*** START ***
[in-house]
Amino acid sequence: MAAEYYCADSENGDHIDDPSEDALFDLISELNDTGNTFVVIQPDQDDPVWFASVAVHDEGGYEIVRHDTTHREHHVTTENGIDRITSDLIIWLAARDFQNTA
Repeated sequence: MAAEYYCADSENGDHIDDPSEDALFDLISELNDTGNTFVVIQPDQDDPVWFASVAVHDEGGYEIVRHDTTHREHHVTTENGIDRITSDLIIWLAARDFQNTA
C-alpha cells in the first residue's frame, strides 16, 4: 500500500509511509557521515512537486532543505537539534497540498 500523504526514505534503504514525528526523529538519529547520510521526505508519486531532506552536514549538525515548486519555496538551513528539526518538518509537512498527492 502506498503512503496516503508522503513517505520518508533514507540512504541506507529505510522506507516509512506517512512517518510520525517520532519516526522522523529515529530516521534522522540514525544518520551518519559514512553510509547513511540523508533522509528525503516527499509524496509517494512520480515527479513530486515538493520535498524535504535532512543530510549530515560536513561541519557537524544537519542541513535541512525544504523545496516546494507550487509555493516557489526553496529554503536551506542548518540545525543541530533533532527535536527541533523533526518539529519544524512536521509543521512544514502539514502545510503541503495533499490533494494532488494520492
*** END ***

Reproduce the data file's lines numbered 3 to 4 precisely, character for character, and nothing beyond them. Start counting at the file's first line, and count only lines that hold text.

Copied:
Repeated sequence: MAAEYYCADSENGDHIDDPSEDALFDLISELNDTGNTFVVIQPDQDDPVWFASVAVHDEGGYEIVRHDTTHREHHVTTENGIDRITSDLIIWLAARDFQNTA
C-alpha cells in the first residue's frame, strides 16, 4: 500500500509511509557521515512537486532543505537539534497540498 500523504526514505534503504514525528526523529538519529547520510521526505508519486531532506552536514549538525515548486519555496538551513528539526518538518509537512498527492 502506498503512503496516503508522503513517505520518508533514507540512504541506507529505510522506507516509512506517512512517518510520525517520532519516526522522523529515529530516521534522522540514525544518520551518519559514512553510509547513511540523508533522509528525503516527499509524496509517494512520480515527479513530486515538493520535498524535504535532512543530510549530515560536513561541519557537524544537519542541513535541512525544504523545496516546494507550487509555493516557489526553496529554503536551506542548518540545525543541530533533532527535536527541533523533526518539529519544524512536521509543521512544514502539514502545510503541503495533499490533494494532488494520492